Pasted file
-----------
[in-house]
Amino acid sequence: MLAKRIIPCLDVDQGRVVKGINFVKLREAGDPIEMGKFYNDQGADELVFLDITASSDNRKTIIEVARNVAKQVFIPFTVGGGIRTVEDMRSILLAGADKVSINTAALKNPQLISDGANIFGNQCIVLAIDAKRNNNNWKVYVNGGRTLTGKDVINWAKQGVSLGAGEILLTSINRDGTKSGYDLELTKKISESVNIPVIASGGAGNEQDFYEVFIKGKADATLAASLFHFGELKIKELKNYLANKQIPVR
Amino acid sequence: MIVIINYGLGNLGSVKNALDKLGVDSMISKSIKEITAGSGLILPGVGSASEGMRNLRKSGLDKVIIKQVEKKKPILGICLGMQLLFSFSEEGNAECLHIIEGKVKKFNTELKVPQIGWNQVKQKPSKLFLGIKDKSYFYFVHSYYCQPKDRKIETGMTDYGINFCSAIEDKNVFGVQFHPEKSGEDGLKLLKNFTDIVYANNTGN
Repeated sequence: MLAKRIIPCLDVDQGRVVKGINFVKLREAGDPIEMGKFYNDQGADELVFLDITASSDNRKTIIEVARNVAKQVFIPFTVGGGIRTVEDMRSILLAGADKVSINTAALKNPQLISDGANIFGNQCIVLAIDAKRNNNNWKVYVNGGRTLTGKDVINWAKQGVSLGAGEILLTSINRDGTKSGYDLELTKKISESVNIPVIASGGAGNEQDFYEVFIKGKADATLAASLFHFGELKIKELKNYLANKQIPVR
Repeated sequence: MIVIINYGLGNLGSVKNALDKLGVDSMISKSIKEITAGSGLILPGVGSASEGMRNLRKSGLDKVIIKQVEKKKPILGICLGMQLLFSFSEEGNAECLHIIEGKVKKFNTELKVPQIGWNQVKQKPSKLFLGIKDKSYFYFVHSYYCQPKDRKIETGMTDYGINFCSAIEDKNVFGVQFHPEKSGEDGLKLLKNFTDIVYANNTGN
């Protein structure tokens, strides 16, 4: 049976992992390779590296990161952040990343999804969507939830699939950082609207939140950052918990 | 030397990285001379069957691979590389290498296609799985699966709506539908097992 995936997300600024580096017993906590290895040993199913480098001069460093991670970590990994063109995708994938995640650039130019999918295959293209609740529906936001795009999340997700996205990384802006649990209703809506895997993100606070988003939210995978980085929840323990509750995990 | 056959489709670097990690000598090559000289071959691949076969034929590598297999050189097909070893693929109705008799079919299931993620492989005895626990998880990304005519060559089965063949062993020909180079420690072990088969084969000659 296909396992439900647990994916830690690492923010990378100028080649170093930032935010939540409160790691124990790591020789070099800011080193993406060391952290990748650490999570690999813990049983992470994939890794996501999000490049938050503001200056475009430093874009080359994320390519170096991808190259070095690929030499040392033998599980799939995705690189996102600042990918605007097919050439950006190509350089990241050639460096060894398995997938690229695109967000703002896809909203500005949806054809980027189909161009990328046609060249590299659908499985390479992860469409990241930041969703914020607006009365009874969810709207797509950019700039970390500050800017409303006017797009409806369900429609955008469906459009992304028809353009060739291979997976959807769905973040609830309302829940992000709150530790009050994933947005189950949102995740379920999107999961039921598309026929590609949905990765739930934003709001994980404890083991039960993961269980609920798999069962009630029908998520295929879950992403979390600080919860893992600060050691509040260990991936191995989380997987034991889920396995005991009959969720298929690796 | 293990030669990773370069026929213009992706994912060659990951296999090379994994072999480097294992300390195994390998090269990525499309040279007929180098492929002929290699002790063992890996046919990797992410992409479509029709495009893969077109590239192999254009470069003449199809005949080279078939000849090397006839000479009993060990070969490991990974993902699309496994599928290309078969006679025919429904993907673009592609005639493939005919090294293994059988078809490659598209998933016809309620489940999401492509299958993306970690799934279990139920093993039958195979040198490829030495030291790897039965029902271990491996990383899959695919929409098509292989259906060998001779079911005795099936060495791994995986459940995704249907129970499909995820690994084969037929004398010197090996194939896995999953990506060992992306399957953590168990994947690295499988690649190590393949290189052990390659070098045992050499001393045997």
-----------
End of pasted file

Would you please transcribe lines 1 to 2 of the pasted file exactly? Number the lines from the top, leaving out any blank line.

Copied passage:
[in-house]
Amino acid sequence: MLAKRIIPCLDVDQGRVVKGINFVKLREAGDPIEMGKFYNDQGADELVFLDITASSDNRKTIIEVARNVAKQVFIPFTVGGGIRTVEDMRSILLAGADKVSINTAALKNPQLISDGANIFGNQCIVLAIDAKRNNNNWKVYVNGGRTLTGKDVINWAKQGVSLGAGEILLTSINRDGTKSGYDLELTKKISESVNIPVIASGGAGNEQDFYEVFIKGKADATLAASLFHFGELKIKELKNYLANKQIPVR